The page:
Old Cat With Bladder Infection - What to Do and How to Help

Published: 08th January 2010
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It is not uncommon to have an old cat with bladder infection issues. In fact, it is somewhat commonplace for pets, especially felines, to experience various types of bladder infection. Elderly cats are simply more prone to this condition. There are a number of reasons for this and determining the underlying cause of the problem should be your first task.

Signs and Symptoms

An old cat with bladder infection issues can exhibit many types of behavior patterns as clues to their illness. Here are just a few of them:

Uncontrolled Urination: A bladder infection in elderly cats will often be first noticed by the pet owner when the feline begins to urinate outside of its litter box. It is true that in some cases, this may be a behavioral problem and can be addressed through better training, but in other cases, it can be a sign of disease. An old cat with bladder infection issues will often be unable to hold its flow. The may result in wetting the owner's bed or furniture.

Unusual Amounts: In some cases, the old cat with bladder infection issues may begin to discharge very small amounts or very large amounts of urine. Mostly, you will notice smaller amounts and there may also be some indication of pain while voiding.

What To Do

When you notice any of the above signs or symptoms it is time to take your cat to the veterinarian. There is just no way for you to know what the cause by simply looking at the animal. At the very least, your vet will want to do a urinalysis. Bladder infection in elderly cat, or dog for that matter, will best be identified with the urine test and perhaps a blood test.

It is important that your vet check for stones while the exam is being performed. Often the presence of stones in the urinary tract will result or cause irritation. An old cat with bladder infection issues will often present with some form of stone. These can be removed either through medication or through surgery. It is very important to remember that some stones will not dissolve with medication and diet change and must be removed surgically. In either case, the stone must be dealt with, especially if the animal is older. Again, the only way to know what the exact cause of the bladder infection in elderly cats is to visit with the vet.

Helping With Bladder Infection Elderly Cat

Your veterinarian will determine the underlying cause of the problem. If it is nothing structural such as a blockage, and it is simply due to a weakened immune system which allows the bacteria to take hold, then there are some things you can do.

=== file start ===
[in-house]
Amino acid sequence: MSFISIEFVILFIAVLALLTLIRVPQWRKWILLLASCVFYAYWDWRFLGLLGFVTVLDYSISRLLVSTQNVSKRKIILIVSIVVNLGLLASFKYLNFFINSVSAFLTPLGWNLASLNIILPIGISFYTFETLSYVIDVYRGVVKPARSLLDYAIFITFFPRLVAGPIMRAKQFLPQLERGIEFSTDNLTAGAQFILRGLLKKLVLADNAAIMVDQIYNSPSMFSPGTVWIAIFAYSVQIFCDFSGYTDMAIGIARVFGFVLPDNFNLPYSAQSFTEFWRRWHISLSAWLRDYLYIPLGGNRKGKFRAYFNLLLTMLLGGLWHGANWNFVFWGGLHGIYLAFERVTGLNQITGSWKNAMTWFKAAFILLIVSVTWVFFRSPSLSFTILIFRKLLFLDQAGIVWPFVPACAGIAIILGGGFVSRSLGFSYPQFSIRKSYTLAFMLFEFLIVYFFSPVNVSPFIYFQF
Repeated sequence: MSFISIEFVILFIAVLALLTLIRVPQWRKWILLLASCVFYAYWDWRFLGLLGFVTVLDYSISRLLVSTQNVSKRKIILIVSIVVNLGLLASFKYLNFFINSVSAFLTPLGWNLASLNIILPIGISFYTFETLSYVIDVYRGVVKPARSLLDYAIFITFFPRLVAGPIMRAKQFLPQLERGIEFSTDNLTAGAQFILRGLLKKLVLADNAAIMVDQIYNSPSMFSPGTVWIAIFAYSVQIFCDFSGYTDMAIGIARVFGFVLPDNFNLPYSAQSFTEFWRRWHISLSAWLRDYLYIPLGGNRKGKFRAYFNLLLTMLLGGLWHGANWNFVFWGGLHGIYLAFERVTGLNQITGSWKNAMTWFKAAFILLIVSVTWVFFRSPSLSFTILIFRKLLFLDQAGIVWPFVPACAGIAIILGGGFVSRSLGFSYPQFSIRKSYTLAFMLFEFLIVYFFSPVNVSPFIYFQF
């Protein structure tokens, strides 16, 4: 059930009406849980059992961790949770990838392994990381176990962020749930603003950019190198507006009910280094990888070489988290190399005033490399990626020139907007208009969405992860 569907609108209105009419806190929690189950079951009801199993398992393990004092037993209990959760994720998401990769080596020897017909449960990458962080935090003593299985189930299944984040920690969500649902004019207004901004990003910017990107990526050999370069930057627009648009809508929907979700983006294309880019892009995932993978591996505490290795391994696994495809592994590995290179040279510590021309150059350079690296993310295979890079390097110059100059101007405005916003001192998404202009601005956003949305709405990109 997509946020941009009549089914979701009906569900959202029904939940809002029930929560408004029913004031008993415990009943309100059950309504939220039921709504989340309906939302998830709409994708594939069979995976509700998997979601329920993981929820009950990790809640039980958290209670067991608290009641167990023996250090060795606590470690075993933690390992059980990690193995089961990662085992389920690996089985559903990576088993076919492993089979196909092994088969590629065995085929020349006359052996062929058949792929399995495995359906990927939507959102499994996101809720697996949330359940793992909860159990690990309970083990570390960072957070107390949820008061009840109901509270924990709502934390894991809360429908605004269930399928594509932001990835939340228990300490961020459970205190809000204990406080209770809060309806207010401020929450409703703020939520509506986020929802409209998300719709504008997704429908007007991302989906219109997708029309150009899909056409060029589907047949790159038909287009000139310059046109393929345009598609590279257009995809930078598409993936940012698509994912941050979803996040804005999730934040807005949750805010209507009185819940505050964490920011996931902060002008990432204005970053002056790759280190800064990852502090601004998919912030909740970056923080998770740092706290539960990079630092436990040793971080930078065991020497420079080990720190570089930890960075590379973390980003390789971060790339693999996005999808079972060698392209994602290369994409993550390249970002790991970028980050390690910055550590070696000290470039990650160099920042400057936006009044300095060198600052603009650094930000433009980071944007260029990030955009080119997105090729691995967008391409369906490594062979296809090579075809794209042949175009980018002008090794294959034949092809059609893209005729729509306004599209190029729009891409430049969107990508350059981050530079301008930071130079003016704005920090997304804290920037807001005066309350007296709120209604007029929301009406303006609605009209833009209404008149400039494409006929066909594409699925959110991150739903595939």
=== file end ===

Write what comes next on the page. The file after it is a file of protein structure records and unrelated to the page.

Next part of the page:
1. Dietary Change - Cats are very particular eaters so this option might not be a good one. See if you can gradually move your cat to a canned food such as Hill's Prescription Diet s/d. This will help in two ways. The first is that it will increase the amount of moisture (water) your cat is taking in since canned food has more than dry. Cat's tend to get their water from food, not from drinking water directly (probably due to their heritage in the wild when water was not always available). The second reason is that certain foods may increase the formation of stones or affect the PH of the urine so it is not as effective in fighting infection.

2. Natural Supplements: Certain supplements are known to support urinary health. As mentioned before, your cat may not be producing urine with the PH needed to naturally fight infection. Products are available that can be taken by a old cat with bladder infection that will help to support the urinary system and help your cat's body help itself. This is a safe and easy step where you could tell in a matter of weeks if it is helping.

3. Clean Litter box: Bacteria tends to enter the urinary tract from outside the body. If your cat comes in contact with feces, bacteria could enter the area where your cat urinates.

The bottom line is that infection is preventable if you take certain steps to avoid elderly cat bladder infection problems. Make sure your cat has access to fresh water at all times, eats the right foods and possibly gets extra natural help to prevent this problem.

The author recommends this site for more information on natural old cat bladder infection treatment options. Jeff Grill is an editor of the Cat Health Guide and has written on many feline health problems.

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